The roof almost rose at Wigmore Hall as Eleonora Buratto took to the stage for a Rosenblatt Recital of show-stopping operatic arias and Neapolitan songs.
Buratto made her much-praised debut at the Met earlier this year as Norina in Don Pasquale; the size and power of her voice makes her a natural for a large arena. She opened with ‘Dove sono’, Mozart’s expressive and melancholy aria from The Marriage of Figaro and impressed with a velvety lower register and shaded, persuasive delivery. Luscious vibrato and dramatic trills were on display in her next piece, ‘Guisto ciel!’ from Rossini’s The Siege of Corinth, although her top notes were just a shade metallic and shrill.
Nazzareno Carusi went solo with a mechanical and deliberate reading of Mozart’s Fantasia in D minor (K397), then Buratto returned to give ‘Casta diva’ from Bellini’s Norma and ‘Si, mi chiamano Mimi’ from La bohème, both impeccably performed and showing great powers of expression and concentration.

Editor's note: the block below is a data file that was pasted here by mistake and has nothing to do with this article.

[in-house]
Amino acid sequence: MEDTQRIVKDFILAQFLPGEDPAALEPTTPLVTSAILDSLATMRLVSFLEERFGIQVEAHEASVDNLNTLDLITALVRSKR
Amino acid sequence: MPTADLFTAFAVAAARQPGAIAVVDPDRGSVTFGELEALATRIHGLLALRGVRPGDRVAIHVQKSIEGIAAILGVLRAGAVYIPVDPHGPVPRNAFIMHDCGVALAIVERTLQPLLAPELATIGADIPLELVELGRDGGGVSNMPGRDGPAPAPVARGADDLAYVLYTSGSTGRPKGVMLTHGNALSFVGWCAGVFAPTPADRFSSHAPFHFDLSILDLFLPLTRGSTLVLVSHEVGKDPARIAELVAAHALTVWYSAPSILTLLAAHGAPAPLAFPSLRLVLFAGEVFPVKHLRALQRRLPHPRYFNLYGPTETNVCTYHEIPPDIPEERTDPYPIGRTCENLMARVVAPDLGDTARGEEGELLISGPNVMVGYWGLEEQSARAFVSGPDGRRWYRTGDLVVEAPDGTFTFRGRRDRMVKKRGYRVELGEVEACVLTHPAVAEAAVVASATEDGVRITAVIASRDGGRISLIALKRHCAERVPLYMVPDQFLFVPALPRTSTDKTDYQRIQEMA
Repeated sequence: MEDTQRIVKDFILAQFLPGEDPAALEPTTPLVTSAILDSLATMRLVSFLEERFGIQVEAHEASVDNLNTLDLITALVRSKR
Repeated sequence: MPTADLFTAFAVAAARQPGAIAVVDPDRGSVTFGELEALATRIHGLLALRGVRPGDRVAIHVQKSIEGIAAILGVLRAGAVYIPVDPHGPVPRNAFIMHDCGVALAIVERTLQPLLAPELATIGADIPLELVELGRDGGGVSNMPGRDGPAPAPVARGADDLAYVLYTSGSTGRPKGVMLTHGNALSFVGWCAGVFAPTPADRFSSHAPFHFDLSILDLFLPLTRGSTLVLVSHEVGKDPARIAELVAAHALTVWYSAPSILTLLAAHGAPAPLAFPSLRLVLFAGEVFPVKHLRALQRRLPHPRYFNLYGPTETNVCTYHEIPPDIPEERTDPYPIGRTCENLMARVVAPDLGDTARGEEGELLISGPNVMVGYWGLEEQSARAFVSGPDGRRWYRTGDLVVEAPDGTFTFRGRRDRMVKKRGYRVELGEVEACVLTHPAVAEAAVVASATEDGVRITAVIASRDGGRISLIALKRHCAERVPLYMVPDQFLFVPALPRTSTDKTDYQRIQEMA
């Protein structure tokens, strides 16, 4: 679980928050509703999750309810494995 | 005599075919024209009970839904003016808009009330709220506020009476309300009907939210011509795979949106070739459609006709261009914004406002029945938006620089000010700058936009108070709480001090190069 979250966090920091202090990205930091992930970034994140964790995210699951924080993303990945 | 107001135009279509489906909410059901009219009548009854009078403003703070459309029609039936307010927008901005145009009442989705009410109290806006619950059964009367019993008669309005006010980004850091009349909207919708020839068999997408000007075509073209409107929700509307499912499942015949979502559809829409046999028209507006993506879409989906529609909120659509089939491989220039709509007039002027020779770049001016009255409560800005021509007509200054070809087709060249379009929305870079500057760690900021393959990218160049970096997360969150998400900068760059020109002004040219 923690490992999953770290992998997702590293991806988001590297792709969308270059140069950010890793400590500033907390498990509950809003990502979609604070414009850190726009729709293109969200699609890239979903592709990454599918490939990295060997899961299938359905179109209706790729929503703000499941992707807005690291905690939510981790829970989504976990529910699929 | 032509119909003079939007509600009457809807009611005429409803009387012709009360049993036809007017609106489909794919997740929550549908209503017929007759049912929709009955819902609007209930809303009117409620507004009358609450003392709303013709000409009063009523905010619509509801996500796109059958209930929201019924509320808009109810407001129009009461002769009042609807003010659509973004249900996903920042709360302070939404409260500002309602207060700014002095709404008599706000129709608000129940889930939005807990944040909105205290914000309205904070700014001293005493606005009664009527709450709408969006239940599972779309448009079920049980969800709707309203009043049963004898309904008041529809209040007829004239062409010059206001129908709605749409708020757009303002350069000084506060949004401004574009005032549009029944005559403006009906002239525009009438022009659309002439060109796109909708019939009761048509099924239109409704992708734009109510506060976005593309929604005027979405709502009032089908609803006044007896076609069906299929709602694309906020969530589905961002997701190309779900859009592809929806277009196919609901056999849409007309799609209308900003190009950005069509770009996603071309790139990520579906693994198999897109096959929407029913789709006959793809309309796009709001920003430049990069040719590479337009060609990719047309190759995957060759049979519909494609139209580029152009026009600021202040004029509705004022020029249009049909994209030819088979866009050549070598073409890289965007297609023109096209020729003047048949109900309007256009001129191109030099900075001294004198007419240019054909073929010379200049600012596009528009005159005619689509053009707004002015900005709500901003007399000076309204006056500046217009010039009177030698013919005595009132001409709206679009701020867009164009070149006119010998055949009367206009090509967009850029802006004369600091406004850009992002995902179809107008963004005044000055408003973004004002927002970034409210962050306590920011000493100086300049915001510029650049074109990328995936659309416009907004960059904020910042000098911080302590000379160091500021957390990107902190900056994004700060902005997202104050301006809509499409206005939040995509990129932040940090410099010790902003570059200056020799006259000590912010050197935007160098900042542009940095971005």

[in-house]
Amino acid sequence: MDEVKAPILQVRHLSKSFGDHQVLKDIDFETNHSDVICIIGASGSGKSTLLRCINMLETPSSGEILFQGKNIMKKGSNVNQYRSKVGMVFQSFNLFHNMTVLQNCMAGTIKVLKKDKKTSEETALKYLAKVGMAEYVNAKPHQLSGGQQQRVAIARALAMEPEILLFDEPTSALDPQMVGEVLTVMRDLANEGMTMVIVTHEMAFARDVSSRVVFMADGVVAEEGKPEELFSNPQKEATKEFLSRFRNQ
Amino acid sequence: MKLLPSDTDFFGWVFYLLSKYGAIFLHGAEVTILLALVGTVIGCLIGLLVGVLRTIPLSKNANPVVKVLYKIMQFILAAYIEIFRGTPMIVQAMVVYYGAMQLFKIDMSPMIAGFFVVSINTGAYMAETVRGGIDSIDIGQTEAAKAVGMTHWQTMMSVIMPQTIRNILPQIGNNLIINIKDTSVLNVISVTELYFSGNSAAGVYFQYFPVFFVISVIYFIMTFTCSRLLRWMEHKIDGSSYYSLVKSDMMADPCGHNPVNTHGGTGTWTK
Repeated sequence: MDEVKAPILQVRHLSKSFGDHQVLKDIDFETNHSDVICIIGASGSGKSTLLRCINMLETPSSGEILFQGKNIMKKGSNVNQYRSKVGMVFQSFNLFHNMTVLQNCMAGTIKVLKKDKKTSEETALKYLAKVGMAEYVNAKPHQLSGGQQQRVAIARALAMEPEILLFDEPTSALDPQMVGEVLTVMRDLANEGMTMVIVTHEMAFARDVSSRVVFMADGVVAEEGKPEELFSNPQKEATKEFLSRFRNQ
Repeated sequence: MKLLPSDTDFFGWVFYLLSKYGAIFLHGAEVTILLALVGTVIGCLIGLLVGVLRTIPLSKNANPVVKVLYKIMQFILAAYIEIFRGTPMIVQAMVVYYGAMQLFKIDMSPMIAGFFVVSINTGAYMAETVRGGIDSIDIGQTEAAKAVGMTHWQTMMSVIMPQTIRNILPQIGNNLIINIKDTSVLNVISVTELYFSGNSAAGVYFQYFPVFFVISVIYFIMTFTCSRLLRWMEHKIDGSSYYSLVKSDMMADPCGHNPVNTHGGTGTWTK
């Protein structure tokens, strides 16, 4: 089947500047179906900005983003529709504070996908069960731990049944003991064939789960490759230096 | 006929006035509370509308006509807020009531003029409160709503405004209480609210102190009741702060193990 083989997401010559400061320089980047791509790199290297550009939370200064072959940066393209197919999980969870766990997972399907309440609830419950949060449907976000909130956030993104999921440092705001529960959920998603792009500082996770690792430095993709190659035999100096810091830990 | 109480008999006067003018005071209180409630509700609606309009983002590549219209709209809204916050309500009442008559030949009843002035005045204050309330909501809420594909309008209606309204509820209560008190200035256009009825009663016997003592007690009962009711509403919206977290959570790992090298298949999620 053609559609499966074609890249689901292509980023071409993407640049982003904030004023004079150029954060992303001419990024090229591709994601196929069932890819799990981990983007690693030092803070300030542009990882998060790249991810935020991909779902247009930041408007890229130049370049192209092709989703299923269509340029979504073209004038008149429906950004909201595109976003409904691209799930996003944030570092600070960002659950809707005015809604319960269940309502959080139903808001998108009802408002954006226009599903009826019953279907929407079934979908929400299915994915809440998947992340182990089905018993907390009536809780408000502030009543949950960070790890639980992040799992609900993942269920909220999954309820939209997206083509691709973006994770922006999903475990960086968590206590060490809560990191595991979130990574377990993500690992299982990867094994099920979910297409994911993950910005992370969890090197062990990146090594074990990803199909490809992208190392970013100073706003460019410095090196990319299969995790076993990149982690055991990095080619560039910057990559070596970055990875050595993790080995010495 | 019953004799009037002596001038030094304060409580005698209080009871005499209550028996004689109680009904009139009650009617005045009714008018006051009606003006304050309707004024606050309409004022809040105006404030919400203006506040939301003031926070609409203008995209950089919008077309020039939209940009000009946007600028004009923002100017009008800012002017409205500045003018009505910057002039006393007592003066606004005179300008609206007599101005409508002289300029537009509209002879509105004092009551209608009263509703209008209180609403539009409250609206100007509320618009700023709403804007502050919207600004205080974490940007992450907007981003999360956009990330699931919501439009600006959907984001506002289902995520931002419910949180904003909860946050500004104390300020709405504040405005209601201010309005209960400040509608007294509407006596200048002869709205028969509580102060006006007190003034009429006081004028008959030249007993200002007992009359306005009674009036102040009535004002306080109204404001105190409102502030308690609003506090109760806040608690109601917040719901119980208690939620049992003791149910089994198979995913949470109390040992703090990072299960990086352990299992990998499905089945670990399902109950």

Following the interval Buratto’s vivacious personality came to the fore with Neapolitan songs from the turn of the twentieth century. Two cycles, Malinconia and Four Songs of Amaranta – settings of d’Annunzio by Tosti – explored the pains of love with a gentle intensity. Another piano solo, the tempestuous ‘Sposalizio’ (from the Italian leg of Liszt’s Années de pèlerinage) separated the cycles. The highlight of the second half was a subtle and moving song by Franco Alfano, ‘Parlami, amor mio’, from Tre poemi di Tagore. Slight dissonances in the accompaniment reflected the complexities of love and life. The encore ‘A vucchella’, further Tosti and a favourite of Buratto’s mentor Pavarotti, brought the evening to a triumphant close.